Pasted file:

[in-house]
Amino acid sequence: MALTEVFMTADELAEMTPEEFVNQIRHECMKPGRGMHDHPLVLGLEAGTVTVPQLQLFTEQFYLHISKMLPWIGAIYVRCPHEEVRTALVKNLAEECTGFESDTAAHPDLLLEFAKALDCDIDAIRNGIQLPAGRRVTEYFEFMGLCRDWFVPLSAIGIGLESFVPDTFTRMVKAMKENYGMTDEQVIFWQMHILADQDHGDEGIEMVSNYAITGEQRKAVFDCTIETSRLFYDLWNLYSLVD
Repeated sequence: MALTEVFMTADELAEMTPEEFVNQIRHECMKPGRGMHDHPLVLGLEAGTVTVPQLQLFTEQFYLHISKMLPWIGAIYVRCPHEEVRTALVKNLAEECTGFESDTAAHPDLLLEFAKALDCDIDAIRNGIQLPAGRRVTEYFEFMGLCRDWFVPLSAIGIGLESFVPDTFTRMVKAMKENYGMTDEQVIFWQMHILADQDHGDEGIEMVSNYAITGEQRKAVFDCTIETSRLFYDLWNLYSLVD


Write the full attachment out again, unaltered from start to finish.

[in-house]
Amino acid sequence: MALTEVFMTADELAEMTPEEFVNQIRHECMKPGRGMHDHPLVLGLEAGTVTVPQLQLFTEQFYLHISKMLPWIGAIYVRCPHEEVRTALVKNLAEECTGFESDTAAHPDLLLEFAKALDCDIDAIRNGIQLPAGRRVTEYFEFMGLCRDWFVPLSAIGIGLESFVPDTFTRMVKAMKENYGMTDEQVIFWQMHILADQDHGDEGIEMVSNYAITGEQRKAVFDCTIETSRLFYDLWNLYSLVD
Repeated sequence: MALTEVFMTADELAEMTPEEFVNQIRHECMKPGRGMHDHPLVLGLEAGTVTVPQLQLFTEQFYLHISKMLPWIGAIYVRCPHEEVRTALVKNLAEECTGFESDTAAHPDLLLEFAKALDCDIDAIRNGIQLPAGRRVTEYFEFMGLCRDWFVPLSAIGIGLESFVPDTFTRMVKAMKENYGMTDEQVIFWQMHILADQDHGDEGIEMVSNYAITGEQRKAVFDCTIETSRLFYDLWNLYSLVD